Interview-based versus self-reported anal incontinence using St Mark's incontinence score

Int Urogynecol J. 2018 May;29(5):667-671. doi: 10.1007/s00192-017-3363-y. Epub 2017 May 25.


Introduction and hypothesis: St Mark's incontinence score (SMIS) was originally designed and validated for use in an interview setting (iSMIS), and there is conflicting evidence for the validity of the self-administered SMIS (sSMIS). Our objective was to compare self-administered and interview-based reports of anal incontinence (AI) symptoms.

Methods: A total of 147 women reported symptoms of AI on a sSMIS before inclusion in a clinical study investigating the effect of conservative treatment for AI 1 year after delivery. After clinical investigations, an iSMIS was completed by one of two consultant surgeons blinded to the sSMIS results. The correlation and agreement among the individual items of the iSMIS and the sSMIS were assessed using Spearman's rho and weighted kappa statistics, respectively.

Results: The mean iSMIS and sSMIS reported was 4.0 (SD: 3.6) and 4.3 (SD: 4.0), respectively. Spearman's rho showed a strong relationship between the two total SMIS scores (r = 0.769, n = 147, p < 0.001), and explained variance was 59% (r2=0.591). Except for the individual item about gas incontinence, women reported more frequent AI symptoms on the sSMIS than on the iSMIS. The assessment of consistency among the individual items of the iSMIS and sSMIS showed substantial agreement (κ ≥ 0.60) for all items except for fair agreement for the item about formed stool incontinence (κ = 0.22), and moderate for the item about any change in lifestyle (κ = 0.5).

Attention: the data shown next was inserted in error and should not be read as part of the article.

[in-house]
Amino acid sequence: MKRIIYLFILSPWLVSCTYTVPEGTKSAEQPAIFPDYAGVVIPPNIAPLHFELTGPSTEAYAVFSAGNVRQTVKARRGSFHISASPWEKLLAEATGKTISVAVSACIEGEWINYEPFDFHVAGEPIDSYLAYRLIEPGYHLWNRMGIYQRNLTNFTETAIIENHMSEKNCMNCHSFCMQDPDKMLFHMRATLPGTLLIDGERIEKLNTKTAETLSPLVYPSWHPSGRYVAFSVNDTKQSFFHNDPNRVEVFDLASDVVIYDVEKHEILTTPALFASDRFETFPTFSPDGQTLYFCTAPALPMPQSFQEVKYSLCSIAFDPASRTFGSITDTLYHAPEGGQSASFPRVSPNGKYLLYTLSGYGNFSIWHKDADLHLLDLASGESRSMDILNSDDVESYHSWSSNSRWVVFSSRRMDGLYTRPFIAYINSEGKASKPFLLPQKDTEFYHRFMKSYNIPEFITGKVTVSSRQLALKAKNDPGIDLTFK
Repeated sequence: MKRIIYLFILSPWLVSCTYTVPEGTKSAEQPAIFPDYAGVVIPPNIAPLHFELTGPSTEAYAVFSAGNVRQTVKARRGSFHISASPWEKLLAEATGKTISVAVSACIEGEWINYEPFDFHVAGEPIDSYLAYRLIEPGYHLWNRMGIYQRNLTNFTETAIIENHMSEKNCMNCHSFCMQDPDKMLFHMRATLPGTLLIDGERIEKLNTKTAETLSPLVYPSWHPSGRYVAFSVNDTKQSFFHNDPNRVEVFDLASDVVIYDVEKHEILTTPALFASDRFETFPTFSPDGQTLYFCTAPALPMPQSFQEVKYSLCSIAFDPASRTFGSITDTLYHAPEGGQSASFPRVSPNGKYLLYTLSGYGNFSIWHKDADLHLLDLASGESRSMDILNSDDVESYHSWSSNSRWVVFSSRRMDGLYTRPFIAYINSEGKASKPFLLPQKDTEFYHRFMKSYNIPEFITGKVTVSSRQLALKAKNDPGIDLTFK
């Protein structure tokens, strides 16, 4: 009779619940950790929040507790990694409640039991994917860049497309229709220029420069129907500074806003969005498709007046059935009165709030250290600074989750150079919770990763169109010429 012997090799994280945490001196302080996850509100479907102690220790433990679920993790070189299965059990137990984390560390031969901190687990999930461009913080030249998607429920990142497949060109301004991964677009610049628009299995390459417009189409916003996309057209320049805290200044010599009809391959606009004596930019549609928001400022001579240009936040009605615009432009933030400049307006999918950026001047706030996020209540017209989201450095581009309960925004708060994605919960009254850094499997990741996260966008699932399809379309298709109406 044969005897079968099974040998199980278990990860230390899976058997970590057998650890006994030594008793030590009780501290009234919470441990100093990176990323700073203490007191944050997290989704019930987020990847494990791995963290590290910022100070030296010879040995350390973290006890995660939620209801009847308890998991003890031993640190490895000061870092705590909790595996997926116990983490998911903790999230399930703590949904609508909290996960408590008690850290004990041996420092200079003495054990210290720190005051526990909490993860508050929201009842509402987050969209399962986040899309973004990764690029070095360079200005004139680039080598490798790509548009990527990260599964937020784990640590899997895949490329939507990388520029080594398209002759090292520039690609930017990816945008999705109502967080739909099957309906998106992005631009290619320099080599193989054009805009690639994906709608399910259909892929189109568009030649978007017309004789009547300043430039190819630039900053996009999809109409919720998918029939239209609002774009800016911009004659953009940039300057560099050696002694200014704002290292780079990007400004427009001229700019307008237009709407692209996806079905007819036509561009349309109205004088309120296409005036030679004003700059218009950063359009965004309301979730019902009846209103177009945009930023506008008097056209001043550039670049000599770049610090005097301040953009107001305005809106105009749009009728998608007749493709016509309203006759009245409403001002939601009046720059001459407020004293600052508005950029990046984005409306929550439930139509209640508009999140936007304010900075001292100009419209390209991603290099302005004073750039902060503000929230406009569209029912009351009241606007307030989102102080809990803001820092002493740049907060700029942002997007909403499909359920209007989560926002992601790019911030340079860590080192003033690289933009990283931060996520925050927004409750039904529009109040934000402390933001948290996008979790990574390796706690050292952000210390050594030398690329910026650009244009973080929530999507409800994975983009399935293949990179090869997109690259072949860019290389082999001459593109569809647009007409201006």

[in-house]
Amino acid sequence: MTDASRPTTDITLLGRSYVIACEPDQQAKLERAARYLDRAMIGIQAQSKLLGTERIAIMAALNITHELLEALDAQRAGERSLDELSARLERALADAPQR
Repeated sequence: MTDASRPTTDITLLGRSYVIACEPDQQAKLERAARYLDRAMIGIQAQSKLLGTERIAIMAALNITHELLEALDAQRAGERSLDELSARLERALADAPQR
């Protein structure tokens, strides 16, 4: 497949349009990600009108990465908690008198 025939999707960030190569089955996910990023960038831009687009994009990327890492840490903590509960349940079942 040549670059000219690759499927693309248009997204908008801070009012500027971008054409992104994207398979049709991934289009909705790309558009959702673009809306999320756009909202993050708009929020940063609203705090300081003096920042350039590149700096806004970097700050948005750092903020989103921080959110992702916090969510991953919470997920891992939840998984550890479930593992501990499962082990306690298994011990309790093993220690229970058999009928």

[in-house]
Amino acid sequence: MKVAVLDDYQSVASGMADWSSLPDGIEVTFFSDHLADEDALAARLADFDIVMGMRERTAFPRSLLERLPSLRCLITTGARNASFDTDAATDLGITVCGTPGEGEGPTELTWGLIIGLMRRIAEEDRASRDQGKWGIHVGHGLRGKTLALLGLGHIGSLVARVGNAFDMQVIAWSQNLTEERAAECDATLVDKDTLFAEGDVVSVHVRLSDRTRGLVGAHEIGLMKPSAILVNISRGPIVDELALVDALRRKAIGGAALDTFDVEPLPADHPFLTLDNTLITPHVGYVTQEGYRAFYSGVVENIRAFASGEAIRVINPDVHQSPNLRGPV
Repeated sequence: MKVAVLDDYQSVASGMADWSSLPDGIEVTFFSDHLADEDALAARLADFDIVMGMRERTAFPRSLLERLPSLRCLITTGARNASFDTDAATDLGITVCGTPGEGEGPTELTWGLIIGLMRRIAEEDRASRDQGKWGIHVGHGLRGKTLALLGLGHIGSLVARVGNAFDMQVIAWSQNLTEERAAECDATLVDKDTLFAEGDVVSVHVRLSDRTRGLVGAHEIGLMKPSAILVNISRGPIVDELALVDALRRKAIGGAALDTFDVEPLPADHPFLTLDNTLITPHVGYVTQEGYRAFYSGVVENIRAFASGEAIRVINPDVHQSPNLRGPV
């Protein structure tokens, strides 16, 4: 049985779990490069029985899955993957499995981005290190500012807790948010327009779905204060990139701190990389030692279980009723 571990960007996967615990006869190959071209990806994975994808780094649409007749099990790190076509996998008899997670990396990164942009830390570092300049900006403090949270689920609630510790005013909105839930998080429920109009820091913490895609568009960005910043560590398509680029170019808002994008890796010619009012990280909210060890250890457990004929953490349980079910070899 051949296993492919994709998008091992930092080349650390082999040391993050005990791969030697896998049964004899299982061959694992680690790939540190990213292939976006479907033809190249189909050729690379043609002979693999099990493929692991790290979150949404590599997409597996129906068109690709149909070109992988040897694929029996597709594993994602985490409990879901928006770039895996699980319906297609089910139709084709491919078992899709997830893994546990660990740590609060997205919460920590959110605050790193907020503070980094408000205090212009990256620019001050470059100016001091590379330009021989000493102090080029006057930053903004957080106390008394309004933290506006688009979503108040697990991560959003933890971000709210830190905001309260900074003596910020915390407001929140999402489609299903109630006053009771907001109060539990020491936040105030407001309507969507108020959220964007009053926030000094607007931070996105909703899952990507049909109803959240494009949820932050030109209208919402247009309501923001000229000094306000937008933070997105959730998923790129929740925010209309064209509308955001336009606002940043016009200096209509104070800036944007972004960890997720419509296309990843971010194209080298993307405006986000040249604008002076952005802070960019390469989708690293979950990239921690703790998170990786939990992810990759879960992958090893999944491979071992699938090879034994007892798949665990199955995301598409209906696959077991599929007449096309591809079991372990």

Conclusions: The level of consistency between the two methods of reporting anal incontinence symptoms suggests that the St Mark's score may be used as both an interview-based and a self-administered incontinence score.

Keywords: Anal incontinence; Interview; Scoring; Self-reporting.

MeSH terms

  • Adult
  • Anal Canal / physiopathology*
  • Cesarean Section
  • Fecal Incontinence / physiopathology*
  • Female
  • Humans
  • Interviews as Topic*
  • Norway
  • Pregnancy
  • Self Report*
  • Surveys and Questionnaires